Where does the beast reside in Lord of the Flies? What is Golding suggesting about human beings?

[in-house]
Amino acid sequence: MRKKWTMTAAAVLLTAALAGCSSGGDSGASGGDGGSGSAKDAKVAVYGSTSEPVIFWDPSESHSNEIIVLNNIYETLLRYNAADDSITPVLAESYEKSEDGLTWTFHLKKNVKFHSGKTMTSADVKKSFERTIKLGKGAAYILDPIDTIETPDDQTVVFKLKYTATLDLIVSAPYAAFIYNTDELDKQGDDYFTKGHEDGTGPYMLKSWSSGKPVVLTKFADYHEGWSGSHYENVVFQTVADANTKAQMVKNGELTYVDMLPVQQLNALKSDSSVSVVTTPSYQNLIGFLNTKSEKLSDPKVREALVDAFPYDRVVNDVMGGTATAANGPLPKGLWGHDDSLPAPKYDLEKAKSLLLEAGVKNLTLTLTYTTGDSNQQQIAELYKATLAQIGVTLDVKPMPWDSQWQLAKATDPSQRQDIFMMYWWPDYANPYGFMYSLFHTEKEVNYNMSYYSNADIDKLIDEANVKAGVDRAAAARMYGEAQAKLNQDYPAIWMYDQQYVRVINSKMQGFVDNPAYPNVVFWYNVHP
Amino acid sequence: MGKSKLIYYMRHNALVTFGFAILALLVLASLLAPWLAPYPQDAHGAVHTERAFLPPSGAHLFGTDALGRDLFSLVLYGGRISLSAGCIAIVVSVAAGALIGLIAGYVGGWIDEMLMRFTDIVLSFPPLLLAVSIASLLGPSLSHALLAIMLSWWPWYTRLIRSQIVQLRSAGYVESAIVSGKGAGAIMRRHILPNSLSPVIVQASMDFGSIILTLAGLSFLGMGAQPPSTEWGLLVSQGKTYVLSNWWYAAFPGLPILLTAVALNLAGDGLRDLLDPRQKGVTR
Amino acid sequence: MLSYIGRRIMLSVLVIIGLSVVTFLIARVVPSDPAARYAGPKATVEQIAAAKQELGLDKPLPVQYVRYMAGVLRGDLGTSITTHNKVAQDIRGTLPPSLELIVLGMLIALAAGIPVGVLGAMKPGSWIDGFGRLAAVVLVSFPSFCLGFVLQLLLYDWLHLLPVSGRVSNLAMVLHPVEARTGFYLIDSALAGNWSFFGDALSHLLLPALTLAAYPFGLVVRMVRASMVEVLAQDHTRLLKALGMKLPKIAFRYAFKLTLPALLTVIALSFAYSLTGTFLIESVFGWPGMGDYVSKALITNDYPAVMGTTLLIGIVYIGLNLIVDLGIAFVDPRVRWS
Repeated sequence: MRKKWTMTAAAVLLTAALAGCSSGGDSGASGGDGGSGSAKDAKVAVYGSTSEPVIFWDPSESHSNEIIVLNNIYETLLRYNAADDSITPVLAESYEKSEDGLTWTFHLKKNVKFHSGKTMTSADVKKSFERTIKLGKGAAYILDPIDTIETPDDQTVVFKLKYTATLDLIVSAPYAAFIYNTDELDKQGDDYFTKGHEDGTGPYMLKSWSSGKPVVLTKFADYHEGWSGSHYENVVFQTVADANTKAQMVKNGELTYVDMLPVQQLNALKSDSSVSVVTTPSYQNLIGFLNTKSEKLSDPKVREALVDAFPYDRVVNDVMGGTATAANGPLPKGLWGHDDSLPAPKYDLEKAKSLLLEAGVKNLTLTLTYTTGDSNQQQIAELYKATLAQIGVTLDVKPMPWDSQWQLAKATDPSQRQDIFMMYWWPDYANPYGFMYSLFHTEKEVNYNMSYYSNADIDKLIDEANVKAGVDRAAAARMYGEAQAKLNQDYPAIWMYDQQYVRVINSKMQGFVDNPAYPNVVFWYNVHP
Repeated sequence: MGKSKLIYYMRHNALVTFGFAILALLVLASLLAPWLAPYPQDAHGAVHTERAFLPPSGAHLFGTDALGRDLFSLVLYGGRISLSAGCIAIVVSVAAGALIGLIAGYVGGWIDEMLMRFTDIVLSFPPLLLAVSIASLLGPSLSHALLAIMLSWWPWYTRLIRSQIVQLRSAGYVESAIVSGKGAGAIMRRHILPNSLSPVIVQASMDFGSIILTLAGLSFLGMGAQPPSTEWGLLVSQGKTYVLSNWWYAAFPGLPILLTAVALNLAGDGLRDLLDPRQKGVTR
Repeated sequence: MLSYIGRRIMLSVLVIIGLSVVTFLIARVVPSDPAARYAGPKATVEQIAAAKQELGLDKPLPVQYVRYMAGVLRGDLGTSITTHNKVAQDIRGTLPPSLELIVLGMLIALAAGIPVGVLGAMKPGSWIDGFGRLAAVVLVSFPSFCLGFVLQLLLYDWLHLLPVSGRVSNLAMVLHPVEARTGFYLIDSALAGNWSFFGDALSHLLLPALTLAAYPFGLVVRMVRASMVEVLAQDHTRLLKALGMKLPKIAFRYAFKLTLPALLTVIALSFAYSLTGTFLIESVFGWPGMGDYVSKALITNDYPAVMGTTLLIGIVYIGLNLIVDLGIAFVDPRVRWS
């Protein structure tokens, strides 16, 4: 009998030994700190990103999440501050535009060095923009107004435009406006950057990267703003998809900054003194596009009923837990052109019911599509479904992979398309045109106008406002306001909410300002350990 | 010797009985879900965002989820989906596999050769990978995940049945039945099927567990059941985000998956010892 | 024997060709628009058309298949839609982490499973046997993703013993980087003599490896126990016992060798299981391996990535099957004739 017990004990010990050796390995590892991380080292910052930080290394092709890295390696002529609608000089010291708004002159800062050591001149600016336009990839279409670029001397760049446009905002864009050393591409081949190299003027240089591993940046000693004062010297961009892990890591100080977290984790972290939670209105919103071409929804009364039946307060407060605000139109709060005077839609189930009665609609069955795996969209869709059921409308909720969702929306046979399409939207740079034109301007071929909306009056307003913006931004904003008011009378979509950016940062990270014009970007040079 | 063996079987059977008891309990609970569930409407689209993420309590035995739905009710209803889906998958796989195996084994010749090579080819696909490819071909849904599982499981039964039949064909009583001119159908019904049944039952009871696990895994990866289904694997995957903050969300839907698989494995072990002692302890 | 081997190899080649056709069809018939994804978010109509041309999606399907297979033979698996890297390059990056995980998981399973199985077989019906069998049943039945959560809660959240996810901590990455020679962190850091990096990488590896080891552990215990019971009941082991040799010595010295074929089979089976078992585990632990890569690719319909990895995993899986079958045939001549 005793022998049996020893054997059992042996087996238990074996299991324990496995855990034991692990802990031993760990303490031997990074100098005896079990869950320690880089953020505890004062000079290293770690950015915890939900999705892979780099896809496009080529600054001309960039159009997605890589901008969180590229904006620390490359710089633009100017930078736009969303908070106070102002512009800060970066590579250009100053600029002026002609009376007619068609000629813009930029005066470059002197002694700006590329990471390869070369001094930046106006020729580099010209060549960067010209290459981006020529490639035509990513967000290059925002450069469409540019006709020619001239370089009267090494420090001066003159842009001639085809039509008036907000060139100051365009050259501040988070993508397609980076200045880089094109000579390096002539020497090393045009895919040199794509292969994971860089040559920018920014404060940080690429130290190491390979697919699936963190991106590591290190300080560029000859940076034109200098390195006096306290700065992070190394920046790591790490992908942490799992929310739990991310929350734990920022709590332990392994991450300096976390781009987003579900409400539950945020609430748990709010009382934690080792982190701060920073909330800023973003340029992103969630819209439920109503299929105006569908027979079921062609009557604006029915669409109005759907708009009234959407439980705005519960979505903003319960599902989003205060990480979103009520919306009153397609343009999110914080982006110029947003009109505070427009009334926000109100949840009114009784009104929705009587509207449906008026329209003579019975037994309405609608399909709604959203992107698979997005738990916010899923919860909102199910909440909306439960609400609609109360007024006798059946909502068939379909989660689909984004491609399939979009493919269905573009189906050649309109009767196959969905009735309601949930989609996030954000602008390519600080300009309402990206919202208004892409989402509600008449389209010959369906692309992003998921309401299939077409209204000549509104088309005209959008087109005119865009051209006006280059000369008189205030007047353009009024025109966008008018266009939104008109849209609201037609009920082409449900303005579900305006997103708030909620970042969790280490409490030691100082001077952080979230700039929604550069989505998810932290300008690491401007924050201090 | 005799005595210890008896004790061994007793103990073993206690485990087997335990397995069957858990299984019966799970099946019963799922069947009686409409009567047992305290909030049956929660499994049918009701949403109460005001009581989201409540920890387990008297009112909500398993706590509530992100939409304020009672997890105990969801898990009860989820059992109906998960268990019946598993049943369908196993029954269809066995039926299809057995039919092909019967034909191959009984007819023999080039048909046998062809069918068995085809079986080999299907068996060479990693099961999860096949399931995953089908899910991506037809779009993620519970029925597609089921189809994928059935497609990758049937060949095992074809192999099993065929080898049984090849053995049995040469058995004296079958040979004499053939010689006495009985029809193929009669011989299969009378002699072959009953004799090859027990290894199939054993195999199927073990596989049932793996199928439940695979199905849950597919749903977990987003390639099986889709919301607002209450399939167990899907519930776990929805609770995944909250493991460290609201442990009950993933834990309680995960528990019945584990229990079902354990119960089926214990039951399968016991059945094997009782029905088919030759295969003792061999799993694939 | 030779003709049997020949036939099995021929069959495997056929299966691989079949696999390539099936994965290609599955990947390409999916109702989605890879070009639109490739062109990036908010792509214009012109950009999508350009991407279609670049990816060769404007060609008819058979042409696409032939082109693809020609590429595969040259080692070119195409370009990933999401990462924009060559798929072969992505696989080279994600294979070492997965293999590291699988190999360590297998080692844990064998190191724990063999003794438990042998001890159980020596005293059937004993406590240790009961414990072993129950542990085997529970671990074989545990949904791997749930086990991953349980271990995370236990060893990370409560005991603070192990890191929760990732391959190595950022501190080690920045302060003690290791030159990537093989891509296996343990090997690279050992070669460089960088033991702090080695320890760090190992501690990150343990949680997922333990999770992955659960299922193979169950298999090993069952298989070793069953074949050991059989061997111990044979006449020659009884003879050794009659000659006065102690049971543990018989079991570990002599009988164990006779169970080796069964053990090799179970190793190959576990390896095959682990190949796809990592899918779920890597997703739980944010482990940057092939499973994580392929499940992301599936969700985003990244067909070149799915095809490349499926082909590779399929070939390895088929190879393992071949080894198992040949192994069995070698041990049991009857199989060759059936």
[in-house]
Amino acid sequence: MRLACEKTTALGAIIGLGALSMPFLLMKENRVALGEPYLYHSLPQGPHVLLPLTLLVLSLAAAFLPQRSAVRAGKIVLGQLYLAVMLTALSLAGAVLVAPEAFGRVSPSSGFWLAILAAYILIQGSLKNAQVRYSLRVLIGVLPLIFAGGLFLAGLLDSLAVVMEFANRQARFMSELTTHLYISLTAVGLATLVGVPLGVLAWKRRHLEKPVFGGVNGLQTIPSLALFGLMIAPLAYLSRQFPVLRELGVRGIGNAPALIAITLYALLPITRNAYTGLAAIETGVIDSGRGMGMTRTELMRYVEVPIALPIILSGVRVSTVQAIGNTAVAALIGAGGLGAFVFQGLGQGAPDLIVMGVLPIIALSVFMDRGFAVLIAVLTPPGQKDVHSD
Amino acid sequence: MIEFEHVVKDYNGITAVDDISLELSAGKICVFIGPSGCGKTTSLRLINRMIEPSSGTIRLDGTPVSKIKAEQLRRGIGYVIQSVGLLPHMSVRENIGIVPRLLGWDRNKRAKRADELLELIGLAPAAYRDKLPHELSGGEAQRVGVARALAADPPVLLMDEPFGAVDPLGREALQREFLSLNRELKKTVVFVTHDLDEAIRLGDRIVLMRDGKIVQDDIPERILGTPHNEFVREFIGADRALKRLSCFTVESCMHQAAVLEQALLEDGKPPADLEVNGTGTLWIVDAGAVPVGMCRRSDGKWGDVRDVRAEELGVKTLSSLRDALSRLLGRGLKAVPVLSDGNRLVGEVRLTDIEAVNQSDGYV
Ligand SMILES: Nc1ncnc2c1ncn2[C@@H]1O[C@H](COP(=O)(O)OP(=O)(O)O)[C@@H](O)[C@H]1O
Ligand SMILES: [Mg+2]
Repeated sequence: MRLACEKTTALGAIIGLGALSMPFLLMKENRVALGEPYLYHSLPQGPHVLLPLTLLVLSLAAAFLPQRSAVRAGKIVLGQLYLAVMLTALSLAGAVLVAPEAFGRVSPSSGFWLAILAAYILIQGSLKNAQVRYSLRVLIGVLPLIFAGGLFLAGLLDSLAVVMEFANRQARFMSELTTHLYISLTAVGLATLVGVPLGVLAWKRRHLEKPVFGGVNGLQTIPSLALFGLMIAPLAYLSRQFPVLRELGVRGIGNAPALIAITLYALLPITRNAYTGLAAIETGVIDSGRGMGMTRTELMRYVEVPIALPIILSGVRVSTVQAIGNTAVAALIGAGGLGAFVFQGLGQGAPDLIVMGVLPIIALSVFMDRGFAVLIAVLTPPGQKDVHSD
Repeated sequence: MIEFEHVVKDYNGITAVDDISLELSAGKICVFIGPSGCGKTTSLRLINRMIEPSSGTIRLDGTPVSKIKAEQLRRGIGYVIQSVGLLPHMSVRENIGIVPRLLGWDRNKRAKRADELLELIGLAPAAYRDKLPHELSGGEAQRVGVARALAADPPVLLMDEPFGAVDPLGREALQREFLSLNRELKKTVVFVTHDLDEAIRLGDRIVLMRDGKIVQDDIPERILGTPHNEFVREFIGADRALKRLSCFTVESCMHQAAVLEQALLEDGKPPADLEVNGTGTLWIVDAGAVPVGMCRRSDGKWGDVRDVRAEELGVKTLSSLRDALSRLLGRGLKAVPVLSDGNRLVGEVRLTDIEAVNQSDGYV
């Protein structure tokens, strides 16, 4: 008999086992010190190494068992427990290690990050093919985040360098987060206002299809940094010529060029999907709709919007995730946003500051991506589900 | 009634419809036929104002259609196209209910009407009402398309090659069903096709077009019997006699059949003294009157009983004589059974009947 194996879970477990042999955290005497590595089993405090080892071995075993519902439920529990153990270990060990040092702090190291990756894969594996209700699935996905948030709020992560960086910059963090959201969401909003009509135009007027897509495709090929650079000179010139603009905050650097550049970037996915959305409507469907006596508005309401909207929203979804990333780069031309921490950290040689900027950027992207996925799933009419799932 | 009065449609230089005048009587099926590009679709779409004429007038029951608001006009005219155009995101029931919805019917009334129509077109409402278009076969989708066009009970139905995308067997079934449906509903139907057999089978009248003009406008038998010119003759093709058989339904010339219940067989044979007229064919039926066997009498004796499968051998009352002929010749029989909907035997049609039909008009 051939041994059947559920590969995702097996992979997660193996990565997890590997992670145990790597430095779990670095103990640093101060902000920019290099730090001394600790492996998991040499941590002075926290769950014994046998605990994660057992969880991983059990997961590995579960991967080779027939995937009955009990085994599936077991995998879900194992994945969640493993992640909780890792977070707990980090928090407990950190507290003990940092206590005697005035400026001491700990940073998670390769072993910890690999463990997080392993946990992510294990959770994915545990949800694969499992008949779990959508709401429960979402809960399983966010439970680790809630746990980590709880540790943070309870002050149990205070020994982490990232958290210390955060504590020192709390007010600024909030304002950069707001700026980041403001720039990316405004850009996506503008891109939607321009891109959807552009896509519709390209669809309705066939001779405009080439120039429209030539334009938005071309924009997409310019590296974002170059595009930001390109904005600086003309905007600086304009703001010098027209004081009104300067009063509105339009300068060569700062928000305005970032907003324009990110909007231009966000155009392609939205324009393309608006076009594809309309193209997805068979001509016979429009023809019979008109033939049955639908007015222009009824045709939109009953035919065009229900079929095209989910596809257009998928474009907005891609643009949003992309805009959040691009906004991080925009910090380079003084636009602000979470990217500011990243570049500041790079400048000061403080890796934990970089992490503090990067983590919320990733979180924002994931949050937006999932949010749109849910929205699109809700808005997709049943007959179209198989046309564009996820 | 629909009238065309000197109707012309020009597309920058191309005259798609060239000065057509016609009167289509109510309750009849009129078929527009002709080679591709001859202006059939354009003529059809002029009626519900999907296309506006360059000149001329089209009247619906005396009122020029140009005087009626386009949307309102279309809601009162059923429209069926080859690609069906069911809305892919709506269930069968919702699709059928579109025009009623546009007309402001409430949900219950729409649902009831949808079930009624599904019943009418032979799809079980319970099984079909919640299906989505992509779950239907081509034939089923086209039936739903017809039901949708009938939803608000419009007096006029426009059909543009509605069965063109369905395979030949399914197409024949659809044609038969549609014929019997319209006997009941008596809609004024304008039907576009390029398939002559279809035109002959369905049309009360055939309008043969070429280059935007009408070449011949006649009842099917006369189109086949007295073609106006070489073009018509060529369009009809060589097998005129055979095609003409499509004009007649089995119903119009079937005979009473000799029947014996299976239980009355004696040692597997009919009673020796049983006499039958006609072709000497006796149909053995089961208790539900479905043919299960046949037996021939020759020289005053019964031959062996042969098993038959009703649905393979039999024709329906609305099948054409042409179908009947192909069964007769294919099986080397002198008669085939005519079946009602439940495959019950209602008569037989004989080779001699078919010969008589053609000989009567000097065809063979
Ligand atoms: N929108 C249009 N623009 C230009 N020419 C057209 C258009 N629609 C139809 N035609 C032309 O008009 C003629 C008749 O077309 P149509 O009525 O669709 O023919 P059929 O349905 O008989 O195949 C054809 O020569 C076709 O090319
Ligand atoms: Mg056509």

Throughout the novel, the boys fear an imaginary "beast." They have numerous discussions in regards to the identity of the "beast" and where it resides on the island. While the older boys on the island try convincing the littluns that the "beast" doesn't exist, only Simon understands the true identity of the "beast." During an assembly, Ralph, Jack, and Piggy attempt to convince the littluns that the "beast" doesn't exist. When Simon attempts to give his insight on the matter, he cannot seem to find the words to express his thoughts. Golding writes, "Simon became inarticulate in his effort to express mankind’s essential illness" (126). Through Simon's interpretation, Golding suggests the "beast" is actually mankind's inherent evil. Golding believed all humans are inherently wicked and the only thing that prevents individuals from acting on their primitive instincts is structured society. In his novel, the boys gradually descend into savagery because there are no rules and regulations to prevent them from harming one another. According to William Golding, the “beast” essentially resides in a person’s soul.